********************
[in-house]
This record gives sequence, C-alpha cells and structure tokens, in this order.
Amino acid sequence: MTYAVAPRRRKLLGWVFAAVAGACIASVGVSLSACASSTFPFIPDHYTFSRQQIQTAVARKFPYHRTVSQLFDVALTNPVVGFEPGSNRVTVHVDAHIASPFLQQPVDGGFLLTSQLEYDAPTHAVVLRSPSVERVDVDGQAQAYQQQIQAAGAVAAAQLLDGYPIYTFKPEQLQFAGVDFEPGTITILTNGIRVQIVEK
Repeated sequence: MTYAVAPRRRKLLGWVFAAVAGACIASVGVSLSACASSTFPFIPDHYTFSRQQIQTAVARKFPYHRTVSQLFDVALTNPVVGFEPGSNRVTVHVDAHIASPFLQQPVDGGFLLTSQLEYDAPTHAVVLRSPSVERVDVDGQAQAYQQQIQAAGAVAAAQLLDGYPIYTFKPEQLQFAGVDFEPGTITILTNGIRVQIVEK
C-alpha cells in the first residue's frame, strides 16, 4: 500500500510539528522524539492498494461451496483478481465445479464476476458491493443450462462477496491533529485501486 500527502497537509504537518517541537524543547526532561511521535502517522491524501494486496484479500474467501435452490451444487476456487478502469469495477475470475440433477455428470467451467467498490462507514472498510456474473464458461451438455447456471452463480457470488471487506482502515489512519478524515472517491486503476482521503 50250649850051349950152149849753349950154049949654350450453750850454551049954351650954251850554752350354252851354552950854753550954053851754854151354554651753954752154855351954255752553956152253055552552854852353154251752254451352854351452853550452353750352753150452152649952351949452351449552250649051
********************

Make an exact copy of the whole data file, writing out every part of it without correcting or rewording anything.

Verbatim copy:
[in-house]
This record gives sequence, C-alpha cells and structure tokens, in this order.
Amino acid sequence: MTYAVAPRRRKLLGWVFAAVAGACIASVGVSLSACASSTFPFIPDHYTFSRQQIQTAVARKFPYHRTVSQLFDVALTNPVVGFEPGSNRVTVHVDAHIASPFLQQPVDGGFLLTSQLEYDAPTHAVVLRSPSVERVDVDGQAQAYQQQIQAAGAVAAAQLLDGYPIYTFKPEQLQFAGVDFEPGTITILTNGIRVQIVEK
Repeated sequence: MTYAVAPRRRKLLGWVFAAVAGACIASVGVSLSACASSTFPFIPDHYTFSRQQIQTAVARKFPYHRTVSQLFDVALTNPVVGFEPGSNRVTVHVDAHIASPFLQQPVDGGFLLTSQLEYDAPTHAVVLRSPSVERVDVDGQAQAYQQQIQAAGAVAAAQLLDGYPIYTFKPEQLQFAGVDFEPGTITILTNGIRVQIVEK
C-alpha cells in the first residue's frame, strides 16, 4: 500500500510539528522524539492498494461451496483478481465445479464476476458491493443450462462477496491533529485501486 500527502497537509504537518517541537524543547526532561511521535502517522491524501494486496484479500474467501435452490451444487476456487478502469469495477475470475440433477455428470467451467467498490462507514472498510456474473464458461451438455447456471452463480457470488471487506482502515489512519478524515472517491486503476482521503 50250649850051349950152149849753349950154049949654350450453750850454551049954351650954251850554752350354252851354552950854753550954053851754854151354554651753954752154855351954255752553956152253055552552854852353154251752254451352854351452853550452353750352753150452152649952351949452351449552250649051